related to military rolls, which nothing quite as clear is available on
"cutting the muster". And Google Ngrams show that "cut the muster" is even
less frequent in print than "pass the muster".
One possibility is that "cut the muster" was an independent expression in
the middle of the 19th century that blended with "pass muster" and
eventually became indistinguishable in meaning. One thing it is
/not/--derived from "cut the mustard". If anything, perhaps "cut the
mustard" was influenced by "cut the muster" and not vice versa.
In fact, a quick search on "cut the mustard" in GB (pre-1912) finds a number
of instances (with duplicates) that use it /literally/, as a gardening
expression for cutting down mustard plants. In that instance, the
metaphorical extension that means "pass the test/requirements" makes no
sense, unless it was derived from "cut the muster". The extension "cut the
mustard or let someone else do it" is quite different. But both of these
existed side-by-side in the 1890s-1910s.
>From 1908 (literal):
We had a little difference of opinion over the growing of mustard and cress.
> Mohammed assured us that he knew all about it, and seeing that he would be
> deeply hurt by any interference, we handed the seeds over to him. Judge of
> our astonishment when, two days later, they came up with a beautiful margin
> of about 6in. of bare soil round each plant. Nor would he let us cut the
> mustard until it was on the fourth leaf and extremely hot to the taste. It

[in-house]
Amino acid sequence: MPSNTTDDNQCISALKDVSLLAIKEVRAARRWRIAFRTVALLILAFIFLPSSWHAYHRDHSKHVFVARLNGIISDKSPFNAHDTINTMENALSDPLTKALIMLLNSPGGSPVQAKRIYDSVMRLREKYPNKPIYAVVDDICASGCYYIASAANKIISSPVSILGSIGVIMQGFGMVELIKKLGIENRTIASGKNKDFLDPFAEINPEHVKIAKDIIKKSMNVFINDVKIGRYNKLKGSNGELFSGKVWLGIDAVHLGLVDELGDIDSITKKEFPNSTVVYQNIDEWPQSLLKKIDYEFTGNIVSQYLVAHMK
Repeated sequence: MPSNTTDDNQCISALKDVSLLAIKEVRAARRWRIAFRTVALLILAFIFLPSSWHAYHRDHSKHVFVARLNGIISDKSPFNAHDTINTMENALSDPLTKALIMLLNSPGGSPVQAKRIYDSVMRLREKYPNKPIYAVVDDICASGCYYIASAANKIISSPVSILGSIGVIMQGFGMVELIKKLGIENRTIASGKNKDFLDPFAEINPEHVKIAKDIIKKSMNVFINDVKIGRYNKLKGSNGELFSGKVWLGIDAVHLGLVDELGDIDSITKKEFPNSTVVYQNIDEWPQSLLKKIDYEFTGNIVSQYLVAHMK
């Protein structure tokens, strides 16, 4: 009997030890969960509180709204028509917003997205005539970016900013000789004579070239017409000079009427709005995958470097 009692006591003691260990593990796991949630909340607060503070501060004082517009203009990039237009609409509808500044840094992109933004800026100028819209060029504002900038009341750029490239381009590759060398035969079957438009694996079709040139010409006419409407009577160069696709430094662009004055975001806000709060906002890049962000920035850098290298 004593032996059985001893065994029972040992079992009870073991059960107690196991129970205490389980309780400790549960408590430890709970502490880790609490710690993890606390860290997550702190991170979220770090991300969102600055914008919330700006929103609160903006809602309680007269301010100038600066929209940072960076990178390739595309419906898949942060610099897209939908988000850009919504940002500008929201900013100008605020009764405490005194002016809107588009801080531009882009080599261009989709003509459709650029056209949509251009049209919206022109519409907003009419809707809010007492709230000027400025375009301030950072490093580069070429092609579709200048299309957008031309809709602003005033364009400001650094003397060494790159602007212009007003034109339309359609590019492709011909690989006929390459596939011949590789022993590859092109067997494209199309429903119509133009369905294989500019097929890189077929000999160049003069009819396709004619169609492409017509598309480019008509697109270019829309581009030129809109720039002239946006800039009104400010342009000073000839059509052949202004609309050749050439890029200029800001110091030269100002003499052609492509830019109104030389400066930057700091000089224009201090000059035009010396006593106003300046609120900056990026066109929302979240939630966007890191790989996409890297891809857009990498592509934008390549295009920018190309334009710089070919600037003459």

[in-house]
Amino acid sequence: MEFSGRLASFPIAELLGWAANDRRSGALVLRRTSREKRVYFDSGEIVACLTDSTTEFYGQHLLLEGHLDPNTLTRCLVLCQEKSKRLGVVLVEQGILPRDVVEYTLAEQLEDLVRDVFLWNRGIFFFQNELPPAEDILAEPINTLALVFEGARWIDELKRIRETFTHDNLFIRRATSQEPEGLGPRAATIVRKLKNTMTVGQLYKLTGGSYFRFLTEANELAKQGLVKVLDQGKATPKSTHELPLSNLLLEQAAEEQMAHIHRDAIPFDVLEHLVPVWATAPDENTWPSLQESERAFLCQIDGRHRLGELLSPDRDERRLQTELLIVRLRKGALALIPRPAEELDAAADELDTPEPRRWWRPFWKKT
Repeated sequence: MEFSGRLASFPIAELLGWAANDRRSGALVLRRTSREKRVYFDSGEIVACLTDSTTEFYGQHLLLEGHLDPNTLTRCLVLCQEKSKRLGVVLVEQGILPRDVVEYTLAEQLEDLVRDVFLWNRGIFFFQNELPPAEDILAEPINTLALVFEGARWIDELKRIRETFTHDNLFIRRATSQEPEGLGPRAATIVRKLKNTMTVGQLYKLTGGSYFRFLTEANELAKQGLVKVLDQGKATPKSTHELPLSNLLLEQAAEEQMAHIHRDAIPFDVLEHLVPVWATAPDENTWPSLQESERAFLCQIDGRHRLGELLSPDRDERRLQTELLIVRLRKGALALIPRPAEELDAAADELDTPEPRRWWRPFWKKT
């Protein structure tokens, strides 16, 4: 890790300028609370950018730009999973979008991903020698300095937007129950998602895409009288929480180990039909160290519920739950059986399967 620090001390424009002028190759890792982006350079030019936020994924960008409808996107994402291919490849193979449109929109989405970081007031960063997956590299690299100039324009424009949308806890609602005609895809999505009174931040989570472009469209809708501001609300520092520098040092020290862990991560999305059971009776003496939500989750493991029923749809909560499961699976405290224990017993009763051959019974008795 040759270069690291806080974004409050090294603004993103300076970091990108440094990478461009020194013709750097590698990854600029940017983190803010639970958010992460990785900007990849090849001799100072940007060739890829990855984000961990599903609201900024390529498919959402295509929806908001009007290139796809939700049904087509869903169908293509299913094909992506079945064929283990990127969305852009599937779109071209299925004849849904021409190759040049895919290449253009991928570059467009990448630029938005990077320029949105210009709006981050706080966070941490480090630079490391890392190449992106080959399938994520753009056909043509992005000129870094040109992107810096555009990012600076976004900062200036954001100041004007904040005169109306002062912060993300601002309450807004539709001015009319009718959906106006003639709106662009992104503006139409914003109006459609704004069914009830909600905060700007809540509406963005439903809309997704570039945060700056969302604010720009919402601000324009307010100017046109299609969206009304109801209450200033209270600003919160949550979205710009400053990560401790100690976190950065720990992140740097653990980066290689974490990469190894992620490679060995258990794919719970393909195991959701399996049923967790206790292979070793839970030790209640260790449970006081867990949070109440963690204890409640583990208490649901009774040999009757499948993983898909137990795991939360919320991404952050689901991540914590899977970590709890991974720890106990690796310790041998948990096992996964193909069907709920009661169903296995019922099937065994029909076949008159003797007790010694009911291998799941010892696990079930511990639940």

> was evident to him that we knew nothing about gardening and must be saved
> from foolish acts.
Also from 1908 ("qualified"):
The Thompson telegraph school, of Minneapolis, recently sent some of their
> graduates to the M. & St. L. Understand they were not heavy enough to cut
> the mustard.
>From 1909 ("do X or cut the mustard"):
> If a seeming error is made do not roast or nurse a grouch; just say "Never
> mind that, we'll have better success in the next inning," or "Get into the
> game, brothers, it ain't too late yet, we'll cut the mustard next time."
> Don't be a grouch, don't be a member of a caboose committee, don't indulge
> in street-corner criticisms, but attend Division meetings, support your
> officers and committeemen in their work, push and pull the best you know
> how, and "get into the game."
>From a poem in the same issue:
We are going to "cut the mustard,"
> Likewise be "all to the custard,"
> But today we're in poor fettle,
> So we'll let our feelings settle;
> But we're going to show our metal.
For some reason, a large fraction of GB hits (pre-1912) for metaphorical
"cut the mustard" (both senses) come from railroad unions magazines.
NB: Note that I have no printed evidence that "cut the muster" can be found
anywhere between 1848 and 1895.
On Mon, Jul 4, 2011 at 3:50 PM, Baker, John <JMB at stradley.com> wrote:
> OCR error for "cut the master's throat," so, no.
> John Baker
> -----Original Message-----
> From: American Dialect Society [mailto:ADS-L at LISTSERV.UGA.EDU] On Behalf
> Of Wilson Gray
> Sent: Monday, July 04, 2011 2:18 PM
> To: ADS-L at LISTSERV.UGA.EDU
> Subject: Re: "cut the muster" (1912)
> "E'en cut the muster's throat ..."
> GB 1858
> Close. No cigar?
> All say, "How hard it is that we have to die!"---a strange complaint
> to come from the mouths of people who have had to live.
> -Mark Twain
> On Mon, Jul 4, 2011 at 8:32 AM, Ben Zimmer
> <bgzimmer at babel.ling.upenn.edu> wrote:
> > A popular explanation for the idiom "cut the mustard" is that it derives
> > from "cut the muster" (related somehow to "pass muster"). The problem is
> > that the "muster" variant doesn't show up often, and not at all in
> the late
> > 19th century when the "mustard" variant begins to appear. OED3 dates "cut
> > the mustard" from 1891, with a cite from the _Galveston (Texas)
> Daily News_.
> > (There are also a number of cites from 1891 in the _Omaha (Neb.) Morning
> > World-Herald_.) The earliest "cut the muster" I've found is from 1912:
> > 1912 _The Illio_ (Univ. of Illinois) 527 C.A.A. track team can't cut the
> > muster. Beaten four points.
> > Anything earlier out there?
> > --bgz